When news of a young girl who was trafficked from Somalia to UK to have her organs illegally harvested was broken by the British press in 2013, it sparked international furore and condemnation while exposing the extent of an underground ring that was becoming more daring with each passing day.
What Is It?
Illegal organ trafficking can involve the coercion of people to give up their organs, in order to be sold on the black market. The Global Financial Integrity believes that around 10% of all organ donations are made via illegal avenues, with kidneys being the highest trafficked part of the body.
Sadly, that case of the young Somalia girl represents the new face of human trafficking which now entails the illegal removal of vital human organs. It is driven by the huge demand for these organs by patients and an acute shortage across the world.
It is a well-oiled international racket that features prominent politicians, business people, doctors, nurses and the police. The World Health Organisation estimates that the illegal organ trade, christened ‘the red market’ is worth over $1 billion each year. Africa continues to be a lucrative market for the international buyers due to weak laws and enforcement, porous borders and poverty. Stories abound of agents to international buyers in pitching tents in conflict zones of Africa targeting vulnerable people with offers. In fact it is argued that where there are poor people, there are organ brokers. An organ buyer spends on average $150,000 for vital organs like kidney, liver or heart. A willing donor will usually get $5,000 with the middleman equally getting their share. Such lucrative offers drive desperate Africans to freely trade their organs. But there are other harrowing tales of thousands of people tricked or drugged and their organs harvested without their knowledge. “We have heard cases in Egypt and South Africa where locals will meet with strangers and after a few drinks they are taken to a hotel room and when they wake up they find themselves next to a bath tub with ice and having been badly stitched. The syndicate continues to be brazen and is flourishing because of the gap in law and enforcement,” said Dr. Martin Kaloki a security policy analyst who has been involved in tracking human trafficking trends in Sub Saharan Africa.
Kidneys remains the most trafficked organ world over because a patient or donor can survive with only one of them. It is estimated that approximately 7,000 kidneys are harvested and trafficked illegally each year. Indeed in 2010 the World Health Organization obtained some 11,000 illegally harvested organs most of them from countries involved in conflict.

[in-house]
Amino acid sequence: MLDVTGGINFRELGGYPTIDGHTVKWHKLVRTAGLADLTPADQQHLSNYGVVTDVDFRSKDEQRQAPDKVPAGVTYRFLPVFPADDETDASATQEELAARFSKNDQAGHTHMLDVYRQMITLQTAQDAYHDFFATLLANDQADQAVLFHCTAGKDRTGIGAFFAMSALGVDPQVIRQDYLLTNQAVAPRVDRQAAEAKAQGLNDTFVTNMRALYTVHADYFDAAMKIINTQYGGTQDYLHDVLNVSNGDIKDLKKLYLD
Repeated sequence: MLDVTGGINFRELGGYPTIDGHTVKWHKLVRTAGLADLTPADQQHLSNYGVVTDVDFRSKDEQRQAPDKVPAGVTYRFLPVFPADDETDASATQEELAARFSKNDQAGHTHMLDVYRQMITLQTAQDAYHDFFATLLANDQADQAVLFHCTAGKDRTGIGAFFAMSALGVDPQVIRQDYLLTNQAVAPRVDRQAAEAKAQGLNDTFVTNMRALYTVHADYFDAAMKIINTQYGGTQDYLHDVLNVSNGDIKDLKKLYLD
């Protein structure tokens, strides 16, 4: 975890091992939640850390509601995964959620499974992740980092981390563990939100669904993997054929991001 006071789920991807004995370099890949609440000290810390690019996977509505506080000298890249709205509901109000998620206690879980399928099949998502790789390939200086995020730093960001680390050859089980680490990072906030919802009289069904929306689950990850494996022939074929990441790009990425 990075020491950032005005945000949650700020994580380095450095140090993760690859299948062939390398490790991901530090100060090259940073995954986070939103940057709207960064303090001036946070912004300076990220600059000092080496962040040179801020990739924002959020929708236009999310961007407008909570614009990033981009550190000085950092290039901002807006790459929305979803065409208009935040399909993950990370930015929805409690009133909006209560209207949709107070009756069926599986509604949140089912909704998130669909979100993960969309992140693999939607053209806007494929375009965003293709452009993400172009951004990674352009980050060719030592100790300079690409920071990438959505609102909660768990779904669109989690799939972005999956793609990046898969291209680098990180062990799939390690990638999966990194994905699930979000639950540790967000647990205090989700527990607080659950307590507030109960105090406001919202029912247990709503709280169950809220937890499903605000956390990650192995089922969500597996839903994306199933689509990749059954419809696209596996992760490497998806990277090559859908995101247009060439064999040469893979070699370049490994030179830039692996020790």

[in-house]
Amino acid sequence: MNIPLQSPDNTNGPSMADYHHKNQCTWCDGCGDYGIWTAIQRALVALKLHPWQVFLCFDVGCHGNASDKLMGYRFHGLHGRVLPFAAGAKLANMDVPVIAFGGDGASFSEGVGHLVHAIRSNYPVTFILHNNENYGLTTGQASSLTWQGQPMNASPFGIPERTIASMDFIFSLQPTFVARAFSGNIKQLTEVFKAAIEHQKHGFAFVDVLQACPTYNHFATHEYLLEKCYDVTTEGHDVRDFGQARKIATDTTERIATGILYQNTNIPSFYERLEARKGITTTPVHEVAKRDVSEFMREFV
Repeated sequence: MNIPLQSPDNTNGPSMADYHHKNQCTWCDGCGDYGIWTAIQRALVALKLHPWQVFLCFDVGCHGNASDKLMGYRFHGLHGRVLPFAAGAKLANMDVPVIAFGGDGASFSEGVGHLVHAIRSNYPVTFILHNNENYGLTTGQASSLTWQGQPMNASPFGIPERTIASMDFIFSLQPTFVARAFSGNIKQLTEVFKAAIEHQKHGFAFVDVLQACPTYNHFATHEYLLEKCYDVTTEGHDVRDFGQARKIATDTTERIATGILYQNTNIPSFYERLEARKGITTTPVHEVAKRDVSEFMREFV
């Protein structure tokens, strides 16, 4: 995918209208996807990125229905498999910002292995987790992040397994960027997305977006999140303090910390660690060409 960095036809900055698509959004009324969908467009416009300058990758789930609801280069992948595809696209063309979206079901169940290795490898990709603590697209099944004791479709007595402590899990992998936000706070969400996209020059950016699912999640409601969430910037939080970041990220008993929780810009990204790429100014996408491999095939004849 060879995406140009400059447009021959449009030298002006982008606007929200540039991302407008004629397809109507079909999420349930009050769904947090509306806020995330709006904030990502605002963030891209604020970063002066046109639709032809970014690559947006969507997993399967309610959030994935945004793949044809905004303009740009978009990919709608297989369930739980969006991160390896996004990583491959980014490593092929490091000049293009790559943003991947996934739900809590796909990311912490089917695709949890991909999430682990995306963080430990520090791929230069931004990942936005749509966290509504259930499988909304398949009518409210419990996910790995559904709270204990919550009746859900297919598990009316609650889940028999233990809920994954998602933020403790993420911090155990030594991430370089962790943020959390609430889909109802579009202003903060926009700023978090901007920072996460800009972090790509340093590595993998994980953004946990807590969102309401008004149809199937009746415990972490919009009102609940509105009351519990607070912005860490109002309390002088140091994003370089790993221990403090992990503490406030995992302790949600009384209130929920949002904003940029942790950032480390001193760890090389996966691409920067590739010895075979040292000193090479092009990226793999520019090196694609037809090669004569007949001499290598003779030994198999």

The recent migration of Africans to the Europe has fanned the trade, with migrants who do not get jobs being sold for their organs. In other instances when a migrant can’t raise the money required to facilitate their journey across the Mediterranean Sea, they are forced to give up their organs. It explains why Egypt and Libya remain some of the largest markets in Africa.
In Egypt a person whose organ is to be harvested is sold for approximately $23,000. The country was named among the top five largest markets for illegal organs. A 2016 swoop saw the arrests of 45 people including doctors in respected hospitals, businessmen and middlemen involved in the racket. The trade continues to flourish despite the enactment of the Transplantation of Human Organs and Tissues Act2010 that prohibits commercial exchange of organs.
“Migrant populations provide a key source of organs for Cairo’s burgeoning transplant industry. Barred from access to the formal labour markets, migrants have little choice but to accept precarious labour conditions. Furthermore, migrants compete with locals for limited job opportunities in an unregulated, uncertain and often hostile environment,” read a section of a report dubbed Excavating the Organ Trade: An Empirical Study of Organ Trading Networks in Cairo, Egypt.
“Responding to the surplus demand for organs, the organ trade has been identified as an alternative source of income generation for various stakeholders operating from Cairo’s Sudanese street markets,” adds the report.
In South Africa the trade continues to blossom as it remains the most preferred destination for International patients keen on getting illegal organ transplant with patients from Brazil, Israel and Eastern Europe forming the bulk of the customers. Numerous traffick related murders have been documented with even respected hospitals featuring in the syndicate. Between 2001 and 2003 St. Augustine Hospital situated in Durban conducted over 100 illegal kidney transplants according to police records. The practice has spilled over to neighbouring Mozambique where kidney remains the organ of choice due to widespread witchcraft.
In Nigeria and Lake Chad basin numerous graves have been excavated with bodies missing organs discovered.
Experts now argue that lack of political will and corruption will keep the trade going despite public outcry. “We are talking about government officials at top levels being actively involved in the syndicate. The people manning the border posts who take bribes and desperation among patients keen on getting these organs and poor Africans willing to do anything for money. It is a deep crisis and the African Union must now rise to the occasion and declare it a continental disaster,” said Dr. Kaloki.
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